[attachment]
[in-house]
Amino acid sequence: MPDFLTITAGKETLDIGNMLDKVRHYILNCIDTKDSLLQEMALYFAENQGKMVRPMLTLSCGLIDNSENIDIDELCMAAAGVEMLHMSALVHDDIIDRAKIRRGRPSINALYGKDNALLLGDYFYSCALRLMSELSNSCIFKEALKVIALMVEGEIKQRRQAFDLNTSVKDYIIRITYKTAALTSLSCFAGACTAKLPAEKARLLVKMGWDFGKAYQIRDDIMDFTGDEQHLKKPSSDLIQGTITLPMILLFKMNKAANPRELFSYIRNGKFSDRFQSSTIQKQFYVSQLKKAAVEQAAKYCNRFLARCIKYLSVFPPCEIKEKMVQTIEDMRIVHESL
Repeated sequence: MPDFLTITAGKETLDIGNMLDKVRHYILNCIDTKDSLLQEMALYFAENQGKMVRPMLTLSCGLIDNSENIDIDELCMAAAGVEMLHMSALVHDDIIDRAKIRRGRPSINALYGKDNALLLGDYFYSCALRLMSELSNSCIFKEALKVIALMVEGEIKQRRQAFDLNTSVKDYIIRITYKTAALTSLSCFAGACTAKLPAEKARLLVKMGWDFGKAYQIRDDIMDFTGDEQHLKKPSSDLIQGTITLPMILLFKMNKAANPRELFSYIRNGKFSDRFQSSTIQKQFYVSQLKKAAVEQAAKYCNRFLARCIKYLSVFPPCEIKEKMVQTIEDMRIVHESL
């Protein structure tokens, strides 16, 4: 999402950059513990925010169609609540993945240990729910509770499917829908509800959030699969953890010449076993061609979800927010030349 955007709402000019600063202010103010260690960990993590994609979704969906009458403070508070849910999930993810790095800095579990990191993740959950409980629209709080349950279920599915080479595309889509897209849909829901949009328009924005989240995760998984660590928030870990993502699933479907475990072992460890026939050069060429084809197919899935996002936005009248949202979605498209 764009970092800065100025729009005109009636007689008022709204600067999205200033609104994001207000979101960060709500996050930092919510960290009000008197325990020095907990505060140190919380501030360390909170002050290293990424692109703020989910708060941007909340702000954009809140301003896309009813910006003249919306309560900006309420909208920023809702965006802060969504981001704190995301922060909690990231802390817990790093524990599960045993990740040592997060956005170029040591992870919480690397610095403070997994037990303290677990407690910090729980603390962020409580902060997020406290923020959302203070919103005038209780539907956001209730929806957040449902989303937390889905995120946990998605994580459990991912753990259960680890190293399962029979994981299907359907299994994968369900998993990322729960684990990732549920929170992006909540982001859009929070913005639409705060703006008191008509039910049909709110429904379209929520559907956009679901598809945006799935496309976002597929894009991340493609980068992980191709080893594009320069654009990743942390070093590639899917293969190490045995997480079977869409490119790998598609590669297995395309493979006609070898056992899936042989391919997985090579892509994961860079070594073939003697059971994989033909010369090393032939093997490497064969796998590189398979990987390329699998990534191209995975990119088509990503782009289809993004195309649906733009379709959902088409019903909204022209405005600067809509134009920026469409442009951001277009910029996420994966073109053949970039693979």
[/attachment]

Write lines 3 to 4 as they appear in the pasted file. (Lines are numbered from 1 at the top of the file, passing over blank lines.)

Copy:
Repeated sequence: MPDFLTITAGKETLDIGNMLDKVRHYILNCIDTKDSLLQEMALYFAENQGKMVRPMLTLSCGLIDNSENIDIDELCMAAAGVEMLHMSALVHDDIIDRAKIRRGRPSINALYGKDNALLLGDYFYSCALRLMSELSNSCIFKEALKVIALMVEGEIKQRRQAFDLNTSVKDYIIRITYKTAALTSLSCFAGACTAKLPAEKARLLVKMGWDFGKAYQIRDDIMDFTGDEQHLKKPSSDLIQGTITLPMILLFKMNKAANPRELFSYIRNGKFSDRFQSSTIQKQFYVSQLKKAAVEQAAKYCNRFLARCIKYLSVFPPCEIKEKMVQTIEDMRIVHESL
């Protein structure tokens, strides 16, 4: 999402950059513990925010169609609540993945240990729910509770499917829908509800959030699969953890010449076993061609979800927010030349 955007709402000019600063202010103010260690960990993590994609979704969906009458403070508070849910999930993810790095800095579990990191993740959950409980629209709080349950279920599915080479595309889509897209849909829901949009328009924005989240995760998984660590928030870990993502699933479907475990072992460890026939050069060429084809197919899935996002936005009248949202979605498209 764009970092800065100025729009005109009636007689008022709204600067999205200033609104994001207000979101960060709500996050930092919510960290009000008197325990020095907990505060140190919380501030360390909170002050290293990424692109703020989910708060941007909340702000954009809140301003896309009813910006003249919306309560900006309420909208920023809702965006802060969504981001704190995301922060909690990231802390817990790093524990599960045993990740040592997060956005170029040591992870919480690397610095403070997994037990303290677990407690910090729980603390962020409580902060997020406290923020959302203070919103005038209780539907956001209730929806957040449902989303937390889905995120946990998605994580459990991912753990259960680890190293399962029979994981299907359907299994994968369900998993990322729960684990990732549920929170992006909540982001859009929070913005639409705060703006008191008509039910049909709110429904379209929520559907956009679901598809945006799935496309976002597929894009991340493609980068992980191709080893594009320069654009990743942390070093590639899917293969190490045995997480079977869409490119790998598609590669297995395309493979006609070898056992899936042989391919997985090579892509994961860079070594073939003697059971994989033909010369090393032939093997490497064969796998590189398979990987390329699998990534191209995975990119088509990503782009289809993004195309649906733009379709959902088409019903909204022209405005600067809509134009920026469409442009951001277009910029996420994966073109053949970039693979």